Investing Strategy

  • 26 Mar
    Sunday Edition: How Cash Can Be Like A Call Option On The Market

    Sunday Edition: How Cash Can Be Like A Call Option On The Market

    When the market reaches extreme levels—to either the upside or the downside—it’s pretty normal to see conditions generally start to become more volatile. With the market at historical highs, investors start to become more and more nervous about whether staying in the market exposes them to more risk, or whether taking profits now would mean leaving money on the table when the market surges to yet another historical high. A similar kind of uncertainty happens at or near market bottoms, as speculation centers around whether the market has dropped enough for investors to start buying obvious bargains or whether there is still even more downside to be avoided. More →

  • 24 Mar
    Using Intrinsic Value To Measure Portfolio Performance

    Using Intrinsic Value To Measure Portfolio Performance

    • The market is irrational and can’t be used as the only measure of investment performance.
    • Imagine if all the businesses you own suddenly delisted, you’d look at their value in a different way.
    • Intrinsic value is based on the business owner perspective which is essential for reaching healthy long term returns.

    Introduction

    This past Tuesday was a bad day for stocks with both the Dow and the S&P 500 falling more than 1%. This isn’t very significant for now, apart from the fact that it broke the longest run the S&P 500 has ever seen without a 1% decline (64 days in comparison to 34 days in August 1995). However, it’s an excellent introduction to today’s topic on how we measure investment performance. More →

  • 23 Mar
    Do You Have A Static Or Dynamic View Of The Markets?

    Do You Have A Static Or Dynamic View Of The Markets?

    • A static view tells us stocks are cheap. A dynamic view tells us hell is about to break loose.
    • Vehicle loans have increased 57% since 2010. If interest rates increase, car sales and other credit related sales will falter and lead the economy into a recession.
    • However, as always, there are ways to make money in any environment. Today we’ll discuss an actionable idea and introduce you to a profitable long term investing philosophy.

    Introduction

    This market has lost all connections to economic reality.

    The FED’s rate hike lowered treasury yields instead of pushing them higher. This is at odds with history as since 1954, the correlation between the federal funds rate and the yield on 10-year treasuries has been nearly perfectly correlated with a correlation ratio of 0.91, 1 being perfectly correlated. More →

  • 17 Mar
    Do You Really Know What Risk Is & Can You Handle It?

    Do You Really Know What Risk Is & Can You Handle It?

    • Risk can’t be defined as volatility as it includes factors like your retirement, your children’s college tuitions, mortgage payments, unemployment, etc.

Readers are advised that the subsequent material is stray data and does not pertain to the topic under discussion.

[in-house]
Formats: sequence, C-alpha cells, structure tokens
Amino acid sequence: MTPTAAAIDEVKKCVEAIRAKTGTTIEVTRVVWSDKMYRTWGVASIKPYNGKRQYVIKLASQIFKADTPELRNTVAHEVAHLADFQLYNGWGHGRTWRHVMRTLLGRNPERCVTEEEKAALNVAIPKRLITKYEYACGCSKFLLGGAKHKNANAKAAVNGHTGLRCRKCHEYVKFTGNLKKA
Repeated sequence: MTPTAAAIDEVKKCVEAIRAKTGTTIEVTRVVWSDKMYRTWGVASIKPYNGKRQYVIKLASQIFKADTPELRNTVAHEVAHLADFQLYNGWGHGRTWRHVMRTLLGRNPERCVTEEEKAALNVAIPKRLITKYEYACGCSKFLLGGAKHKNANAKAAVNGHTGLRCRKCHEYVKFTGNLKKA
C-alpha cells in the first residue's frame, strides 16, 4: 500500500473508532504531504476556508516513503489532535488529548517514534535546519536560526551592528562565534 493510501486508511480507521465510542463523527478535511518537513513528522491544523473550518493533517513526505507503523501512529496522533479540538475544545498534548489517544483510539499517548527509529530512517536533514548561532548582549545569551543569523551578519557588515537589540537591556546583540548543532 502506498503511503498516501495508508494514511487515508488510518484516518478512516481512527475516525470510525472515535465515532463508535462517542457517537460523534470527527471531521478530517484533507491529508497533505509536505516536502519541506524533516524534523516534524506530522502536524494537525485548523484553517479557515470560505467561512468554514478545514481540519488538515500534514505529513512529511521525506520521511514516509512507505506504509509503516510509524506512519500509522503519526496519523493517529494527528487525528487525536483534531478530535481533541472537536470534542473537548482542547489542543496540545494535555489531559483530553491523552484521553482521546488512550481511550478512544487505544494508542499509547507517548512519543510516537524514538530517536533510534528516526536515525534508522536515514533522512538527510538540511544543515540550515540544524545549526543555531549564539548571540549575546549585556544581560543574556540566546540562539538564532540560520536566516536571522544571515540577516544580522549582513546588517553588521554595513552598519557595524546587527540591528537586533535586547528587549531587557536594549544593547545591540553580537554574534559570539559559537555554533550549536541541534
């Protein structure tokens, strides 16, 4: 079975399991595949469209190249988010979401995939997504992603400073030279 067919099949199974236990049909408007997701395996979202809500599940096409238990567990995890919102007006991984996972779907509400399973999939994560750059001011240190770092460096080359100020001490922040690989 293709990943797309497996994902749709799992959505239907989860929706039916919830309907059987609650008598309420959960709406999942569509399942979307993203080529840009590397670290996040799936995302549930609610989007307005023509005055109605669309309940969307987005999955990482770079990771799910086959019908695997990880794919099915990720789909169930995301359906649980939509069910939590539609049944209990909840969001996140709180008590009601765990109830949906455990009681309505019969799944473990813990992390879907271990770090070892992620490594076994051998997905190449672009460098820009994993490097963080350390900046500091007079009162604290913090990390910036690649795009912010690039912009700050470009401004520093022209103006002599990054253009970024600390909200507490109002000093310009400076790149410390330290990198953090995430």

• In life altering situations, nobody thinks about the highest expected utility hypothesis.
    • The personal side of risk is more important than any ratio, coefficient, or return potential.

    Introduction

    Defining investing risk is crucial for a healthy approach to investing. Some say risk is the chance that something goes wrong, some define it as volatility, others as the risk of permanent loss. However, 99.9% of the articles, news reports, and videos, don’t even mention risk, let alone define it or quantify it for the discussed investment. This is because 99.9% of people don’t like to face reality. It’s human nature to put our heads in the sand and postpone difficult decisions. More →

  • 15 Mar
    There’s Only One Reason The Markets Are Rising & Nothing Can Be Done About It

    There’s Only One Reason The Markets Are Rising & Nothing Can Be Done About It

    • Everybody knows the market is extremely overvalued and risky, but nobody cares as long as it goes up.
    • Funds keep flowing into U.S. equities despite the fundamentals. This will be very painful when the trend reverses.

    Introduction

    We all know that in the long run, our investment returns are perfectly correlated to the underlying performance of the businesses we own in relation to the price we pay for ownership. If the price is high, our returns will be weak. If what we buy is cheap in relation to underlying earnings, our returns will be great or even amazing. This is a universal truth. However, there are some issues with it.

    The first is that even if most agree on the strong correlation between earnings and stock returns, very few like to think about the long term and instead prefer to only think about the short term. In the short term, stock returns are driven by equity flows and there is nothing that we can do about it even if it has been statistically proven that long term returns are perfectly correlated to underlying earnings and the greatest investors, like Ray Dalio and Warren Buffett, keep reminding us of this fact. More →

  • 14 Mar
    The Market Is Overvalued – Look For Merger Arbitrage Opportunities

    The Market Is Overvalued – Look For Merger Arbitrage Opportunities